11 September 2014

Seven Professors of Geology appointed at IGN

Professors of Geology

With the appointment of five professors and two adjunct professors of Geology, the four research groups at the Geology Section of the Department of Geosciences and Natural Resource Management have been significantly strengthened. The Section cordially invites all interested to attend the joint inaugural lectures of the new professors on 3 October 2014.

Five of the seven professors are already part of the Geology Section, while the two adjunct professors are from the Geological Survey of Denmark and Greenland (GEUS). “The new professorships are expected to strengthen the department and the collaboration within GeoCenter Denmark,” as Professor Karsten Høgh Jensen, Head of the Geology Section, explains. He adds: “We expect this will lead to increased focus on geology, both in terms of new students applying for education here, and major new research activities.”

The Geology Section will hold joint inaugural lectures for all the new professors on 3 October 2014 at 13:15-15:15, followed by a reception.

The new professors will hold their inaugural lecture in the following order:

Lars B. ClemmensenLars B. Clemmensen, head of the Basin Studies research group, holds a MSc, PhD and DrSc degree from the University of Copenhagen, and has been associate professor at UCPH since 1980. Lars Clemmensen´s main area of research is sedimentology, and specifically the use of sedimentary structures to understand depositional processes and to reconstruct ancient environments and palaeoclimate. His main research topics include modern and ancient wind-deposited and coastal sand systems. Lars Clemmensen expects to strengthen his work with geomorphologists and geophysicist with the hope to better understand how coastal systems develop during various climatic scenarios.

Lars NielsenLars Nielsen, member of the Geophysics research group, holds a PhD from Aarhus University from 1998, and he has been employed at UCPH since then. Lars Nielsen’s work has focused on application and development of geophysical methods for imaging the solid Earth at different scales from the mantle to the near-surface parts. Current research projects and future plans focus on: 1) understanding of the interplay between vertical land movement and sea-level change by integrated geophysical and geological investigation of modern and ancient coastal deposits; and 2) imaging and characterization of chalk deposits by different geophysical methods with implications for our understanding of how the chalk acts as a reservoir to oil, gas, and water.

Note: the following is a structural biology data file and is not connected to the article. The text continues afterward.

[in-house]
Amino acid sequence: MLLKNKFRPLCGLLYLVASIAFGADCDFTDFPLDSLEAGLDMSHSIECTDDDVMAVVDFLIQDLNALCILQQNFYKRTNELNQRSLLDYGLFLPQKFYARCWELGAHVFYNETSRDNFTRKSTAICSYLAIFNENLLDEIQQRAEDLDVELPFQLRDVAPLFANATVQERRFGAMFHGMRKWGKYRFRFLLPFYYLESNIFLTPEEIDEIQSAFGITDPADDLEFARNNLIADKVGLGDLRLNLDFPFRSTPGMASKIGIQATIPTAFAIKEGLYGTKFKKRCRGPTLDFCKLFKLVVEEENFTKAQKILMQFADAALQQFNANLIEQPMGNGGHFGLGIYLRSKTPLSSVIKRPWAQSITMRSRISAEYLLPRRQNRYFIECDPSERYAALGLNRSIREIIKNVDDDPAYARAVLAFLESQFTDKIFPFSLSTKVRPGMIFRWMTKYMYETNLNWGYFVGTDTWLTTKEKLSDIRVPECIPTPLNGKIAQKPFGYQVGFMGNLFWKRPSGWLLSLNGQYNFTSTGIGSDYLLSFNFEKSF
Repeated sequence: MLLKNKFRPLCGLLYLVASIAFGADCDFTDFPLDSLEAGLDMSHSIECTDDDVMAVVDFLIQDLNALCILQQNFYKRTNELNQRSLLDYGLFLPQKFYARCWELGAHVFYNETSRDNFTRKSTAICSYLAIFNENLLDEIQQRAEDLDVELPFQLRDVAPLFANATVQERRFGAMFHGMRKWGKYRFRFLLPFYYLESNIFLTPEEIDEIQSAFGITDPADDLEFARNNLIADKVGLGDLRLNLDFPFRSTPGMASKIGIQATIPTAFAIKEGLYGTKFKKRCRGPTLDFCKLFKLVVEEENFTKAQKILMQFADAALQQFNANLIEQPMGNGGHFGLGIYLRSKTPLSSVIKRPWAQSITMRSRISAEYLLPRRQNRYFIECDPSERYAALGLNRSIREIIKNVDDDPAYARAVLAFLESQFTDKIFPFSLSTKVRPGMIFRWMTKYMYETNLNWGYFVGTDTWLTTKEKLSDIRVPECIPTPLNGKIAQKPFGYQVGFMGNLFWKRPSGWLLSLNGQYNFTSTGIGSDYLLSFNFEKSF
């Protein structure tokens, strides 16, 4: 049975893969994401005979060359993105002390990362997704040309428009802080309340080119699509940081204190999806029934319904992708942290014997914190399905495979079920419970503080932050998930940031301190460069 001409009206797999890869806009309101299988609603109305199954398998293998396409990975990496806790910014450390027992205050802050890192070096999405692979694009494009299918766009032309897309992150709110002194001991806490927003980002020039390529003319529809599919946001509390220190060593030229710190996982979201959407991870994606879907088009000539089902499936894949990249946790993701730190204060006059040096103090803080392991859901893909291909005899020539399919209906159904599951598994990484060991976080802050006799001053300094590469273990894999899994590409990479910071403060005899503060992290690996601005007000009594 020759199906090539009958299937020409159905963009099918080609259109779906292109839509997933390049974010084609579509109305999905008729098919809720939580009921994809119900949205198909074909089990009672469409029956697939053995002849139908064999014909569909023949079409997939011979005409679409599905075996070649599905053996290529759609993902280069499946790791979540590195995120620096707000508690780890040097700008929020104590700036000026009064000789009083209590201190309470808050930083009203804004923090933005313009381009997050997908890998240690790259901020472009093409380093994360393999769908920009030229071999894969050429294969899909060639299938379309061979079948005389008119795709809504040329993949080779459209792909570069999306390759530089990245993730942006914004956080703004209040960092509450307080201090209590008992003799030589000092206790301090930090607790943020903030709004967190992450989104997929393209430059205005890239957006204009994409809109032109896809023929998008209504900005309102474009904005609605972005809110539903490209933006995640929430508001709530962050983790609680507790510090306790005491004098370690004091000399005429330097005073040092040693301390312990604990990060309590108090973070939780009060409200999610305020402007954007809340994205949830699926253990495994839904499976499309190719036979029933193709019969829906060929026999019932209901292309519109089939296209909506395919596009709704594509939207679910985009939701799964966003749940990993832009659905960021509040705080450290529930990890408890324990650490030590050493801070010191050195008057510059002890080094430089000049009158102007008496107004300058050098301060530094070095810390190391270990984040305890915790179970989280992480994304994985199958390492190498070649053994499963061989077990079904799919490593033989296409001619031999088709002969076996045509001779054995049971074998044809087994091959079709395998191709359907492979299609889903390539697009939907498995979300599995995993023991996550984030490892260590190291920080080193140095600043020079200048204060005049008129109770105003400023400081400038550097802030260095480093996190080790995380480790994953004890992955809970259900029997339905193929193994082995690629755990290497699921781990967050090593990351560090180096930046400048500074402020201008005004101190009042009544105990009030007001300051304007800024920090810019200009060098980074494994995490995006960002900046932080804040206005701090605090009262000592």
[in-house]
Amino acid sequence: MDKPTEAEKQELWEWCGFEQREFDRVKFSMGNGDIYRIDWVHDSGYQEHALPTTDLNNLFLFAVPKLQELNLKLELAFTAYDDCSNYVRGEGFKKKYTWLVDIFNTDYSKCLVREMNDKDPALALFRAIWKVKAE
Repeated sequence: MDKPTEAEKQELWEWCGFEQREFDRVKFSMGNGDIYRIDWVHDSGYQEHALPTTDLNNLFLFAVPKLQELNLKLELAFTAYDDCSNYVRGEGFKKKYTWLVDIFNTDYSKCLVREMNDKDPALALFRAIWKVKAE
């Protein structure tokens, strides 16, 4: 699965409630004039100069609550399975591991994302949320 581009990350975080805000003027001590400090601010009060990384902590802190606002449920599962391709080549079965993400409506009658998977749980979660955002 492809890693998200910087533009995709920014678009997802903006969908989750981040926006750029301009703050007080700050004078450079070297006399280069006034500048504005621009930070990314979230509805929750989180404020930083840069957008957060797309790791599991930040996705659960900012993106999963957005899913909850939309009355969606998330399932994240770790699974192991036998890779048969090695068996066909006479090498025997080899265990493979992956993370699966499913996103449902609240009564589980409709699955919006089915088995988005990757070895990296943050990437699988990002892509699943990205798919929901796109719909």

Irina ArtemievaIrina Artemieva, also member of the Geophysics research group. After obtaining her PhD in Geophysics at the USSR Academy of Sciences in Moscow, Russia, Irina Artemieva has worked in Sweden, France, and USA, and joined UCPH as associate professor in 2005. She was awarded the dr.scient. degree in 2007 from UCPH, and she is a member of the Royal Danish Academy of Sciences and Letters. Her field of research includes multidisciplinary geophysical modelling of the crustal and upper mantle structure globally with focus on secular evolution of the continental lithosphere in various tectonic environments. Irina Artemieva’s further studies will continue to focus on fundamental problems, such as thermo-chemical heterogeneity and evolution of both continental and oceanic crust and upper mantle through the application of a full spectrum of geophysical and geodynamic methods. Practical applications of this research relate to mineral exploration such as diamond and hydrocarbon prospecting.